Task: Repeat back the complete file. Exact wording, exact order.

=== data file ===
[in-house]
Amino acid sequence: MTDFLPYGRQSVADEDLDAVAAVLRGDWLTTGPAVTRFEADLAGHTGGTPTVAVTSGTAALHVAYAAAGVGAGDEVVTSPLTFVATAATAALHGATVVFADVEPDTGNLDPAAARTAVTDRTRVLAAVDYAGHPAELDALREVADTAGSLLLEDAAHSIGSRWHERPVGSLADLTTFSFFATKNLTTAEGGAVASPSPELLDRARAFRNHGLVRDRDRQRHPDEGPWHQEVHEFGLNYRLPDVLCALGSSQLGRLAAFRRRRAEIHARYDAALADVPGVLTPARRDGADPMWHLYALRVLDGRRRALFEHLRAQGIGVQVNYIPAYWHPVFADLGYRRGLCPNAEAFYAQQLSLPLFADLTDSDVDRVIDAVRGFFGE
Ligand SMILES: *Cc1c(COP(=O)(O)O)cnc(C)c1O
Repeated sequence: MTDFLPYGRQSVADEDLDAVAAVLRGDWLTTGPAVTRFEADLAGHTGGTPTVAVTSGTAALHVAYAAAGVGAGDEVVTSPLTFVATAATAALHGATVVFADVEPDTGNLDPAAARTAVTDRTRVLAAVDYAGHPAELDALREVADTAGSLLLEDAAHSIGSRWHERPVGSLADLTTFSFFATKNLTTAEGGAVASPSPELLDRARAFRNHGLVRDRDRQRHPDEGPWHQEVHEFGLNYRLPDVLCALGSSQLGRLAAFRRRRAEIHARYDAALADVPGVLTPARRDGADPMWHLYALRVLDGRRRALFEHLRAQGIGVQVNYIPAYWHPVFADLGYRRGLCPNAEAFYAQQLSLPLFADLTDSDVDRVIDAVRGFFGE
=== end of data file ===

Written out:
[in-house]
Amino acid sequence: MTDFLPYGRQSVADEDLDAVAAVLRGDWLTTGPAVTRFEADLAGHTGGTPTVAVTSGTAALHVAYAAAGVGAGDEVVTSPLTFVATAATAALHGATVVFADVEPDTGNLDPAAARTAVTDRTRVLAAVDYAGHPAELDALREVADTAGSLLLEDAAHSIGSRWHERPVGSLADLTTFSFFATKNLTTAEGGAVASPSPELLDRARAFRNHGLVRDRDRQRHPDEGPWHQEVHEFGLNYRLPDVLCALGSSQLGRLAAFRRRRAEIHARYDAALADVPGVLTPARRDGADPMWHLYALRVLDGRRRALFEHLRAQGIGVQVNYIPAYWHPVFADLGYRRGLCPNAEAFYAQQLSLPLFADLTDSDVDRVIDAVRGFFGE
Ligand SMILES: *Cc1c(COP(=O)(O)O)cnc(C)c1O
Repeated sequence: MTDFLPYGRQSVADEDLDAVAAVLRGDWLTTGPAVTRFEADLAGHTGGTPTVAVTSGTAALHVAYAAAGVGAGDEVVTSPLTFVATAATAALHGATVVFADVEPDTGNLDPAAARTAVTDRTRVLAAVDYAGHPAELDALREVADTAGSLLLEDAAHSIGSRWHERPVGSLADLTTFSFFATKNLTTAEGGAVASPSPELLDRARAFRNHGLVRDRDRQRHPDEGPWHQEVHEFGLNYRLPDVLCALGSSQLGRLAAFRRRRAEIHARYDAALADVPGVLTPARRDGADPMWHLYALRVLDGRRRALFEHLRAQGIGVQVNYIPAYWHPVFADLGYRRGLCPNAEAFYAQQLSLPLFADLTDSDVDRVIDAVRGFFGE